i. “To expect a man to retain everything that he has ever read is like expecting him to carry about in his body everything that he has ever eaten.” (Schopenhauer)

ii. “It perpetually happens that one writer tells less truth than another, merely because he tells more truths.” (Lord Macaulay)

iii. “In great affairs men show themselves as they wish to be seen, in small things they show themselves as they are.” (Chamfort)

iv. “When a well-educated young man first enters society he is liable to commit many errors which the world term childish, simply because he has not yet learned how childish grown men really are.” (Leopardi)

v. “A man’s dying is more the survivors’ affair than his own.” (Thomas Mann)

vi. “We are most likely to get angry and excited in our opposition to some idea when we ourselves are not quite certain of our own position, and are inwardly tempted to take the other side.” (-ll-)

vii. “Opinions cannot survive if one has no chance to fight for them.” (-ll-)

viii. “Habit is overcome by habit.” (Thomas Kempis)

ix. “The sure conviction that we could if we wanted to is the reason so many good minds are idle.” (Georg Christoph Lichtenberg)

x. “To be content with life — or to live merrily, rather — all that is required is that we bestow on all things only a fleeting, superficial glance; the more thoughtful we become the more earnest we grow.” (-ll-)

xi. “Before one blames, one should always find out whether one cannot excuse. To discover little faults has been always the particularity of such brains that are a little or not at all above the average. The superior ones keep quiet or say something against the whole and the great minds transform without blaming.” (-ll-)

xii. “Delight at having understood a very abstract and obscure system leads most people to believe in the truth of what it demonstrates.” (-ll-)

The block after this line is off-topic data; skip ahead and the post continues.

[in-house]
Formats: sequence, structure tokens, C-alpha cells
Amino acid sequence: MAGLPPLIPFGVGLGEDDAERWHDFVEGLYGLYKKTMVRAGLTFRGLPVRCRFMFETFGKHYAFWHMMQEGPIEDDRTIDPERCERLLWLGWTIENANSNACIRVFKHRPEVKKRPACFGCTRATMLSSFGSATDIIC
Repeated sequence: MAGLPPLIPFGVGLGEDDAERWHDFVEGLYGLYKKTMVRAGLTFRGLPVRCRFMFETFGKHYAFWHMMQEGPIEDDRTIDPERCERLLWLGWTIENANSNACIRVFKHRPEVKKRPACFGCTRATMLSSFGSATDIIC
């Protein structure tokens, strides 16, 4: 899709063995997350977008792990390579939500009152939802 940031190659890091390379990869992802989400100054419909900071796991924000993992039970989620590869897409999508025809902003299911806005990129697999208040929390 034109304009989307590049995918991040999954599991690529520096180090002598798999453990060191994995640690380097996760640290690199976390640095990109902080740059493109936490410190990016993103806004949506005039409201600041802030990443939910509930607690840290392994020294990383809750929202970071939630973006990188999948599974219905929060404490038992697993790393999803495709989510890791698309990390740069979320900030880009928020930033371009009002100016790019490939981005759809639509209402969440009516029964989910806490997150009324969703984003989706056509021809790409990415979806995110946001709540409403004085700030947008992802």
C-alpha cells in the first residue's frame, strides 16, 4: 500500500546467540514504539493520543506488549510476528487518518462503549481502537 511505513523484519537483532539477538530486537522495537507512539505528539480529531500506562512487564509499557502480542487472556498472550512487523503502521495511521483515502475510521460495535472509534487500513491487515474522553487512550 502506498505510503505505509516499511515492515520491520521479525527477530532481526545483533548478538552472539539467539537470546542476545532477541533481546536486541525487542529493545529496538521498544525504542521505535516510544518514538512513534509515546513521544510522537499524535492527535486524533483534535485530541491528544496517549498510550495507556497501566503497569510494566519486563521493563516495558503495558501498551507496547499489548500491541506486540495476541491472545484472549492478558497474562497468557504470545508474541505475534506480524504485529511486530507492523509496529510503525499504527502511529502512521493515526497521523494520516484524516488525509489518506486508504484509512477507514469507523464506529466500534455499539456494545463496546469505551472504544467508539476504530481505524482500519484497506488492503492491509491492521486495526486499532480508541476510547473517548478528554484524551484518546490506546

xiii. “There is no greater impediment to progress in the sciences than the desire to see it take place too quickly.” (-ll-)

xiv. “It takes in reality only one to make a quarrel. It is useless for the sheep to pass resolutions in favour of vegetarianism while the wolf remains of a different opinion.” (W. R. Inge)

xv. “Argument is generally waste of time and trouble. It is better to present one’s opinion and leave it to stick or no as it may happen. If sound, it will probably in the end stick, and the sticking is the main thing.” (Samuel Butler)

xvi. “If a person would understand either the Odyssey or any other ancient work, he must never look at the dead without seeing the living in them, nor at the living without thinking of the dead. We are too fond of seeing the ancients as one thing and the moderns as another.” (-ll-)

xvii. “An idea must not be condemned for being a little shy and incoherent; all new ideas are shy when introduced first among our old ones. We should have patience and see whether the incoherency is likely to wear off or to wear on, in which latter case the sooner we get rid of them the better.” (-ll-)

xviii. “The evil that men do lives after them. Yes, and a good deal of the evil that they never did as well.” (-ll-)

xix. “Silence is not always tact and it is tact that is golden, not silence.” (-ll-)

xx. “There is nothing which at once affects a man so much and so little as his own death.” (-ll-)


November 16, 2013 - Posted by | Quotes/aphorisms

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